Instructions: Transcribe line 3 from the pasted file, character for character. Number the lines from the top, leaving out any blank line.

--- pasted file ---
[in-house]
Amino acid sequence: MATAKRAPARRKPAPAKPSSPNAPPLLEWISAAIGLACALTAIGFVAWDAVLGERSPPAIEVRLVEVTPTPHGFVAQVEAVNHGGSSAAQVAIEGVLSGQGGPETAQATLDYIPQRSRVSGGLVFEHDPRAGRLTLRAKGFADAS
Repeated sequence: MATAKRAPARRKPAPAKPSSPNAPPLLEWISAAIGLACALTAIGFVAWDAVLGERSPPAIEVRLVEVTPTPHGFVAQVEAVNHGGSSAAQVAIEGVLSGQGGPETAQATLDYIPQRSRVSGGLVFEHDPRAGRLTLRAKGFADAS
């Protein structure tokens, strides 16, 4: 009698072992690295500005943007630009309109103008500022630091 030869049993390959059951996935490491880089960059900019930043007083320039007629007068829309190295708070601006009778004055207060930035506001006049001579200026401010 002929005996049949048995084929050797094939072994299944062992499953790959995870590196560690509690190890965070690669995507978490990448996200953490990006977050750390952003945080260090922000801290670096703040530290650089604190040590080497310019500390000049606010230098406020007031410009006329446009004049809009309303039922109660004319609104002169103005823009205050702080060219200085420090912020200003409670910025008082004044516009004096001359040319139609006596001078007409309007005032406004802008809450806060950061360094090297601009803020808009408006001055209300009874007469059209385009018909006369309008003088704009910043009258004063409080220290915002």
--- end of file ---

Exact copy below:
Repeated sequence: MATAKRAPARRKPAPAKPSSPNAPPLLEWISAAIGLACALTAIGFVAWDAVLGERSPPAIEVRLVEVTPTPHGFVAQVEAVNHGGSSAAQVAIEGVLSGQGGPETAQATLDYIPQRSRVSGGLVFEHDPRAGRLTLRAKGFADAS